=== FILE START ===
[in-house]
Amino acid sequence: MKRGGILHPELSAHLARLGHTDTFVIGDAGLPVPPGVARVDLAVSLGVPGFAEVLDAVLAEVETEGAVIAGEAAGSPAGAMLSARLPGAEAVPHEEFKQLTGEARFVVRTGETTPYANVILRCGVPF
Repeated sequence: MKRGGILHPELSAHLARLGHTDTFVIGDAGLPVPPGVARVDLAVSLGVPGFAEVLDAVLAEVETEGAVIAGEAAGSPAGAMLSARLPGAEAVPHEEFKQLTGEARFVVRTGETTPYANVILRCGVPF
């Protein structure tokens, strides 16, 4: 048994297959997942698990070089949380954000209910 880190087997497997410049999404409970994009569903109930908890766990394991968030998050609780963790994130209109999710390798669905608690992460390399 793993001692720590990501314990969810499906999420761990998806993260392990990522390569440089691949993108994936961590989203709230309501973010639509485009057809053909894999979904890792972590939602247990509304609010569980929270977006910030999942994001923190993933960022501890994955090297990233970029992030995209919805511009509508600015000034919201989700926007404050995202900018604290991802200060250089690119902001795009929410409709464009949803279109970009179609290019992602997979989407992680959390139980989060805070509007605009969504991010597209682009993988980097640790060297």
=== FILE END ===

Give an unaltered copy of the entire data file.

[in-house]
Amino acid sequence: MKRGGILHPELSAHLARLGHTDTFVIGDAGLPVPPGVARVDLAVSLGVPGFAEVLDAVLAEVETEGAVIAGEAAGSPAGAMLSARLPGAEAVPHEEFKQLTGEARFVVRTGETTPYANVILRCGVPF
Repeated sequence: MKRGGILHPELSAHLARLGHTDTFVIGDAGLPVPPGVARVDLAVSLGVPGFAEVLDAVLAEVETEGAVIAGEAAGSPAGAMLSARLPGAEAVPHEEFKQLTGEARFVVRTGETTPYANVILRCGVPF
């Protein structure tokens, strides 16, 4: 048994297959997942698990070089949380954000209910 880190087997497997410049999404409970994009569903109930908890766990394991968030998050609780963790994130209109999710390798669905608690992460390399 793993001692720590990501314990969810499906999420761990998806993260392990990522390569440089691949993108994936961590989203709230309501973010639509485009057809053909894999979904890792972590939602247990509304609010569980929270977006910030999942994001923190993933960022501890994955090297990233970029992030995209919805511009509508600015000034919201989700926007404050995202900018604290991802200060250089690119902001795009929410409709464009949803279109970009179609290019992602997979989407992680959390139980989060805070509007605009969504991010597209682009993988980097640790060297």